Should DSA support Washington State I-1600 (state single-payer)?

Andrej Markovčič
Mar 12, 2018 · 5 min read

Like almost any effort to provide better healthcare to more people, I-1600 has an admirable goal. Unfortunately, there are a number of reasons Washington State DSA chapters should not support this initiative.

Structural Constraints

In a nutshell, I-1600 proposes to create a statewide single payer system by redirecting federal funds provided to the state for various healthcare programs such as Medicaid and Medicare into a trust fund and then using the revenue from that fund (as well as fees and taxes) to cover all state residents. This is at best a short sighted idea.

Entitlement programs like Medicaid are counter-cyclical. When the economy takes a nosedive, people lose their jobs, have less money, and as a result qualify for and enroll in such programs. The federal government can absorb these costs because, unlike our state government, which has a balanced budget requirement, the federal government can effectively deficit spend as much as it needs. Since it can print its own sovereign currency, it is able to pump money into the economy during an economic recession.

In an economic downturn, WA would be hit with a wave of people signing up for this state plan. Since the state would no longer be directly disbursing federal funds to healthcare providers as before, but rather relying on investment income from the state health fund, the funding for this state plan would be dependent on market conditions. Ultimately what you would see in a time of economic crisis is a rise in the program cost compounded by a drop in program funding. This ties the provision of an essential human right to the precarity of the private markets, precisely the model from which we are trying to break free.

It is additionally worth noting that it is extremely unlikely that any cost saving measures could be achieved through scale. The federal government is still prohibited from negotiating over drug prices. If this plan anticipates bundling together federal Medicare and Medicaid funds into a single program, we shouldn’t expect pharmaceutical companies to simply roll over and allow us to bargain with them.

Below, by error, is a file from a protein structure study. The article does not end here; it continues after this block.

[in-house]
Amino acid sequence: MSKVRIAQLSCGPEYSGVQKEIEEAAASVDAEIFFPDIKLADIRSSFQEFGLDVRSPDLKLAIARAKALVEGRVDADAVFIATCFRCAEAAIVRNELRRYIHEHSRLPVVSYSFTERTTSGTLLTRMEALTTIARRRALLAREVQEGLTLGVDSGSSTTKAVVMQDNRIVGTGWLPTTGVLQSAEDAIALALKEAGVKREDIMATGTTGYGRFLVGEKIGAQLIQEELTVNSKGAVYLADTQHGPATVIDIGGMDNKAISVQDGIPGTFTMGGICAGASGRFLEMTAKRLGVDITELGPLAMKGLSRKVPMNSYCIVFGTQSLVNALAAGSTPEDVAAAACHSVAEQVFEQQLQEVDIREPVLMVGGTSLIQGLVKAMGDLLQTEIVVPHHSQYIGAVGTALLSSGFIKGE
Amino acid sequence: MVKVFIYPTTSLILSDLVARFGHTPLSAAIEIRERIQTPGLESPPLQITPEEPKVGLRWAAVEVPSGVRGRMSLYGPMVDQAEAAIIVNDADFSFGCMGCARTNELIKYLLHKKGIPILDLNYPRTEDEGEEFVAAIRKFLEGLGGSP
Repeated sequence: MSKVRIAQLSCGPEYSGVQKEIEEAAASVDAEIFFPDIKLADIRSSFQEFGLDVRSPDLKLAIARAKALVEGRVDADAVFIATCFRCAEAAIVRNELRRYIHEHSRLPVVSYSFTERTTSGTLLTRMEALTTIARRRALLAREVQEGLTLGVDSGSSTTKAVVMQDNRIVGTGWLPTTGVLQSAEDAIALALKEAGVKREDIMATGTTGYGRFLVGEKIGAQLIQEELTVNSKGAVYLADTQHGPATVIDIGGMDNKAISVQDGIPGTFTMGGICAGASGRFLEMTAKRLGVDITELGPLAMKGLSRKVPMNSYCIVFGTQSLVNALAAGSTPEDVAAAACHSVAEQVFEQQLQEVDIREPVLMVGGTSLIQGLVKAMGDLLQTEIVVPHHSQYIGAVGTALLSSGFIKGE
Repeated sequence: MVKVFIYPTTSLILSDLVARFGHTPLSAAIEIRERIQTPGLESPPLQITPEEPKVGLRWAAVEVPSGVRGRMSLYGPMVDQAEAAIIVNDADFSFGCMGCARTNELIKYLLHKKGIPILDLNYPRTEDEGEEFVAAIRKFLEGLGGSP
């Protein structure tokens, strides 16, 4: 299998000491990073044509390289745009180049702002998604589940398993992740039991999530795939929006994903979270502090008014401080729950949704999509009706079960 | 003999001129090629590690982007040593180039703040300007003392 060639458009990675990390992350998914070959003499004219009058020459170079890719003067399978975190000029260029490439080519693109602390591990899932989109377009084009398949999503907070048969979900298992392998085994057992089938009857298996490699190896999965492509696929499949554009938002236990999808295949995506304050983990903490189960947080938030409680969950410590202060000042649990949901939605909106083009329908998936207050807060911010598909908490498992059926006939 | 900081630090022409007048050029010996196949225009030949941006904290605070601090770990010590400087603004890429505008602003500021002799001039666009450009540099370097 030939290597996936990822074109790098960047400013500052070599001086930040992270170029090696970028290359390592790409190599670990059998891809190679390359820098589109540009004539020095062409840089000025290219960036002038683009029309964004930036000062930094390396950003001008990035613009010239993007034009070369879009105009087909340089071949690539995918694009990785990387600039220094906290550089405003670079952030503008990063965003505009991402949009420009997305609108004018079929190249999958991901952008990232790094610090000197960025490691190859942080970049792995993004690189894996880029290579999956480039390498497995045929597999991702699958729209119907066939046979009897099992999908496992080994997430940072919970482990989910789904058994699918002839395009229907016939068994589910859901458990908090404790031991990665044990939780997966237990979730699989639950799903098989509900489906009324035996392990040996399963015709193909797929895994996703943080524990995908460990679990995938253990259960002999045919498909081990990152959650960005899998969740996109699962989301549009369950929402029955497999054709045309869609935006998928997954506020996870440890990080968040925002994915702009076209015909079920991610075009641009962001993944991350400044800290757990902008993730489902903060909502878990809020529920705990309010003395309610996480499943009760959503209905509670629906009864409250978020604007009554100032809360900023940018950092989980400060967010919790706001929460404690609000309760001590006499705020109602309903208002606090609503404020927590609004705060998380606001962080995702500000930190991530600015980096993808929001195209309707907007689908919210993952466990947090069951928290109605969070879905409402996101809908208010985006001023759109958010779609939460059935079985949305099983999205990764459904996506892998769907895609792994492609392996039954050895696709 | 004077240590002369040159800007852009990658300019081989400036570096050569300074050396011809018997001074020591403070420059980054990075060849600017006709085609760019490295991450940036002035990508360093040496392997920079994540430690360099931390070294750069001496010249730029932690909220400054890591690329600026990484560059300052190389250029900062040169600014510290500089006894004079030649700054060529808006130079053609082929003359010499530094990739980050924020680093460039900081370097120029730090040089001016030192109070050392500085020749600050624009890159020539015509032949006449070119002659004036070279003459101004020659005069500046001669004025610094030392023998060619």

Finally, I-1600 assumes that the federal government will simply cooperate. It asks them to give WA state all the money they have been paying to various healthcare programs and allow the state government to determine its own criteria for who would qualify instead of following federal guidelines. Barring any legislative changes on the federal level, expecting the federal government to go along with this seems at minimum incredibly optimistic. But if we are expecting to be able to exert that much pressure on the federal government, why compromise on our existing and superior goal of a national single-payer system?

Does it fit with Medicare For All?

Setting aside the problem of how the initiative aims to finance the program, how does it compare to the demands of DSA’s national Medicare For All campaign? The 5 planks of the campaign are:

A Single Health Program — Everyone will be covered by one health insurance program, administered by the federal government, and have equal access to all medical services and treatments.

Since this is a state bill it will obviously not result in everyone being covered by the federal government. But considered proportionally, how does it stack up? This bill would not cover everyone because it is not a single-payer system. What is being proposed is a public option available to all residents and eligible non-residents (more on that later). This would exist alongside private insurance.

Comprehensive Coverage — All services requiring a medical professional will be fully covered. You go to the doctor of your choice. Dental, vision, mental health, and pharmaceuticals are all included.